Anger can be a powerful tool used sparingly, as well as a destructive force, damaging our own health and hurting relationships. In survival situations, or in situations where we feel a loss of power, anger can be a needed fuel, sparking action. Or, it can be a signpost of something that needs to be changed. With practice, we can move this kind of anger into empowered action, and not let it become destructive to ourselves or others.
But there’s another kind of anger, which is driven by internalized shame: when we don’t feel good enough in some way, we may become angry in order to displace the bad feelings that we don’t want to face, to push them out of the picture. Shame based anger can come in the form of getting angry when you feel slighted or insulted, or when you feel like your identity or capacity isn’t up to some real or imagined standard (physically, mentally or morally). Shame based anger makes it especially hard for people to connect with us, even those who love us. If you’ve had an abusive or critical parent or partner, formative relationships that belittled you repeatedly, you are more vulnerable to shame based anger.
The tricky thing about identifying this shame based anger is that in many of us, it has gone into hiding. It’s so uncomfortable to examine our shameful feelings, that we redirect it: shame anger masquerades as anger directed towards others. Anytime you get disproportionately lit up by something someone else does, that’s an indicator of the masquerade at work.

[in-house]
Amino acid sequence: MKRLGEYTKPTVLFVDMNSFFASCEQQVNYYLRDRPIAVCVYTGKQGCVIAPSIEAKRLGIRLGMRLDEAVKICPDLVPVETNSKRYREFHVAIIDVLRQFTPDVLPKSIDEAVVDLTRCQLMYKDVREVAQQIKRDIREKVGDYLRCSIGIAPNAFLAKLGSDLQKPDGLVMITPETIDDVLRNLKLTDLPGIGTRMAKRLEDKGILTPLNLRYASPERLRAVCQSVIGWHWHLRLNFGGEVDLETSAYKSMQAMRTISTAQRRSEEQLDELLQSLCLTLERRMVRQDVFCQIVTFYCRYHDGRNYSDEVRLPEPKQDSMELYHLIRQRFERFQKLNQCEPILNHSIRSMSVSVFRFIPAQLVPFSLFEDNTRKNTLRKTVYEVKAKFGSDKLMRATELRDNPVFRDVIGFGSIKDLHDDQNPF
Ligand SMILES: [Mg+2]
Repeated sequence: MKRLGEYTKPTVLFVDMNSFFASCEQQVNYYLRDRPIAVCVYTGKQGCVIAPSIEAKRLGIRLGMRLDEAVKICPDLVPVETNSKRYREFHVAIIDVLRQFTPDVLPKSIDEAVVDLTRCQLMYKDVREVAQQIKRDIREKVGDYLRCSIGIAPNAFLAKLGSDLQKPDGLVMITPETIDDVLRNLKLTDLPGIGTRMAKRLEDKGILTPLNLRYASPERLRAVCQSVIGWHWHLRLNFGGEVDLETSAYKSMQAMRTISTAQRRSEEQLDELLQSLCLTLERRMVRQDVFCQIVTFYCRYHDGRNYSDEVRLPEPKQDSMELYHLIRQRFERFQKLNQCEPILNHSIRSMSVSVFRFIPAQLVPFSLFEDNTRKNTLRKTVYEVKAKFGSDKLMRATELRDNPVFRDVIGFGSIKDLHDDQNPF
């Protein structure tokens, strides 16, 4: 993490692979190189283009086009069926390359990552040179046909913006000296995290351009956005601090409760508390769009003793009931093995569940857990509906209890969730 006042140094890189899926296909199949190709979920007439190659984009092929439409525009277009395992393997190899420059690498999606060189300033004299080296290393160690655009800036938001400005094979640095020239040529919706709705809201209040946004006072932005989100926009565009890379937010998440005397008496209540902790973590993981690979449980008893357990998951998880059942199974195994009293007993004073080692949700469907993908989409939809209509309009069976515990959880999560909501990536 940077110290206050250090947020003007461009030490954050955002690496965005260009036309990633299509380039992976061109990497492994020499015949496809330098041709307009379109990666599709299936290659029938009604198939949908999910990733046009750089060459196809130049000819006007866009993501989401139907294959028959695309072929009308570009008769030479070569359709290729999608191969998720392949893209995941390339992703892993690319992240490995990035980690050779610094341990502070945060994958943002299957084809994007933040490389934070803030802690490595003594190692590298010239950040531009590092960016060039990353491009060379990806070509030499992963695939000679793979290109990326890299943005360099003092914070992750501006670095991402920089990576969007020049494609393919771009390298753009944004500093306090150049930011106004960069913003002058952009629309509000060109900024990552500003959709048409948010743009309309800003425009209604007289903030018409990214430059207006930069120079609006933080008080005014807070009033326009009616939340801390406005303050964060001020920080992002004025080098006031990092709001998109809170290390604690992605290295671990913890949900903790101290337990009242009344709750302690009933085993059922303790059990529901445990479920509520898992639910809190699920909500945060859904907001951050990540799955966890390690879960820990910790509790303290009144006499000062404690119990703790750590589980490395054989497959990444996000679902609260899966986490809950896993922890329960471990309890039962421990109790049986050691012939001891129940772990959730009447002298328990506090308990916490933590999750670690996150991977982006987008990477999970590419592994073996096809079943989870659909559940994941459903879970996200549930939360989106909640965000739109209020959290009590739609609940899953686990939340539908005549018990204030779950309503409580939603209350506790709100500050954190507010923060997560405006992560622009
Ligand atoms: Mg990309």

By paying attention to what triggers anger in us (the guy in the nice car in the lane next to us, the assertive woman at work who we label as arrogant, people who don’t care about the planet…. make your own list), we often get a clue to the parts of ourselves we don’t want to look at.
That guy in the car? Maybe we don’t want to look at our relationship with money and possessions in our own life, so we get mad at the guy in the new shiny roadster instead- it makes him seem as if he’s figured it all out, when we haven’t.
Or that woman at work? Many of us have been taught to be seen and not heard, and don’t want to examine our own passivity, so the woman who is in her power triggers that shame in us. Get it? Anger at others is a clue to our own shame and unacknowledged places.
Next time you get triggered and feel anger arise toward someone else, take a good long look at where that’s coming from in you. Many instances of anger are shadows cast by shame.
Want some self-talk when investigating shame based anger? This is the one I use.
I run my own mind.
I investigate any anger and any residual shame in my life
in order that I may unwind it. If anger at others arises, I turn my attention inward to see what is going on in me. I put myself on a timeout when I need it. All people deserve love and respect. I am a force of power and good in the world.
I run my own mind.